Exclusive Interview with Inkfetish

Juxtapoz // Monday, 07 Jun 2010
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“This prolific artist is taking London by storm right now and he is definitely an artist that we will be hearing a lot more from. I arranged to meet Tom Blackford for a coffee and a stroll in the pouring rain in central London.”

 

 

Helen Soteriou: Can you tell me about your background and how you got into graffiti?

 

Inkfetish: I've been drawing pretty much non-stop from a very early age and have always been fascinated by underground art and subcultures. I suppose you could say that my background is in illustration, as I studied it at university although feel It didn't really influence the personal style of work I had nurtured throughout the years and that working on corporate design jobs was definitely not a direction I was interested in pursuing.

 

I was, and still am, more interested in 'art for art's sake' - an idea that perfectly seemed to fit the notion of spending a day painting a wall only for it to be gone within a couple of days. I love the instant gratification graffiti can offer. I also feel a proportion of my work can really benefit from the different kind of environment, texture and scale that painting on walls can allow.

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Do you remember the first piece you put up on the streets- where was it and what was it of?

 

In my teen years, I went by the name 'SHADE'. My first piece was a piece based around these letters in an alleyway. Unfortunately I hadn't quite worked out how much paint was needed in such a case and only managed 'SH'!

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Where was your last piece?

 

I painted the character 'AKUMA' from Street fighter 2 over the weekend in Stockwell on a wall based on the game.

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Do you have a favourite or most memorable piece?

 

Not really...some stand out better than others. Usually my latest is my favourite until the following week.

 

 

You are prolific in London, but do you ever tire of spraying here because of the sheer number of graf artists?

 

London keeps me motivated. I think the number of artists here simply make me more determined to stand out from the crowd. Visiting artists are often surprised by the short amount of time pieces last here. I don't think the quality of the work is as high as a bunch of other European cities but I think our determination is one to be reckoned with.

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Do you ever wait and watch peoples reactions to your work?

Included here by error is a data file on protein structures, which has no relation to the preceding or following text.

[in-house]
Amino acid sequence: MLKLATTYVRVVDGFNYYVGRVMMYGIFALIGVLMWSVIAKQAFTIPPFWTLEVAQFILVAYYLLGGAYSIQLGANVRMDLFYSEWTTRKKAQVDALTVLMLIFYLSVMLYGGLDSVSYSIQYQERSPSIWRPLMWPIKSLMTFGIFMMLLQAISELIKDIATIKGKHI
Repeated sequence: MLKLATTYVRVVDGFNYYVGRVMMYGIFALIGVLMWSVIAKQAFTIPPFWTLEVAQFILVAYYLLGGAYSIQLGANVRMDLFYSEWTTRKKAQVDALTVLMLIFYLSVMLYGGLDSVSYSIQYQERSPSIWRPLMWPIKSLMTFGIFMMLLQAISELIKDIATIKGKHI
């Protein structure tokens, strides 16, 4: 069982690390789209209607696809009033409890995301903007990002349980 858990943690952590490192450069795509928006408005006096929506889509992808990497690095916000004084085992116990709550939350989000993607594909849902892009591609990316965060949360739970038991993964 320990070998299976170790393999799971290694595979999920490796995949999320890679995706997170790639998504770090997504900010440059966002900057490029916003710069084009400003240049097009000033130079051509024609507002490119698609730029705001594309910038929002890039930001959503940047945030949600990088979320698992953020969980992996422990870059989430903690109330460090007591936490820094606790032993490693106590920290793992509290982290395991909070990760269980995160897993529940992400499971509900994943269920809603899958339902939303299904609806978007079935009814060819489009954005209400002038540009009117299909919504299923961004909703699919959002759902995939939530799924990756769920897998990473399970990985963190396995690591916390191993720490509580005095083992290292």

I'm usually pretty exhausted by the end of a piece so I don't tend to hang around. Most of the places I paint are pretty removed from public sight. I suppose sadly most reactions usually appear on the Internet after the photo has surfaced.

 

 

You are also an illustrator; can you tell me about some of the other projects you are currently working on?

 

I've just completed the cover artwork and video featuring animated graffiti to accompany a certain record coming out this summer- that was a lot of fun and hard work...I can't really say too much more about that just yet.

 

 

Where do you get your ideas from?

 

The voices in my head.

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Your graf pieces are incredibly detailed and precise, how long, on average, do your pieces take to create and do you ever worry about getting caught?

My work is of a legal nature so the only thing that's going to stop me is the weather! As for time, it all depends on the size of the piece...they probably average at about 5-6 hours each. I'll basically work on them for as long as I can and am usually the last to finish if working with a group.

 

 

Are there any street artists that you look up to?

 

I wouldn't say 'look up to' but there are definitely artists I admire and respect...that's a big list.

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What was the best piece of advice given to you by another artist?

 

I remember 'DREPH' advising me that whatever path I choose to be 'honest' about it...that stuck with me.

 

 

What would you say to people who think that spraying walls is the only way to get their work noticed?

 

In the surge of street art's popularity in Britain, It's become a bit of a gimmick to a lot of up and coming artists to try and brand them selves as 'cutting edge' by dabbling in street art. A good artist will be recognised as one regardless of the medium.

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What is next for Inkfetish? Do you have plans to go out to the US?

 

I exhibited some work for an art based auction at the Pixar animation studios a few years back which was pretty exciting. I managed to paint Venice beach and check a load of galleries. I love what goes on in LA in the street and in the galleries so another visit is definitely in the cards. Painting and exhibiting abroad is something I feel I'd like to do a lot more of.

 

 

More on Inkfetish at  www.inkfetish.co.uk

 

 

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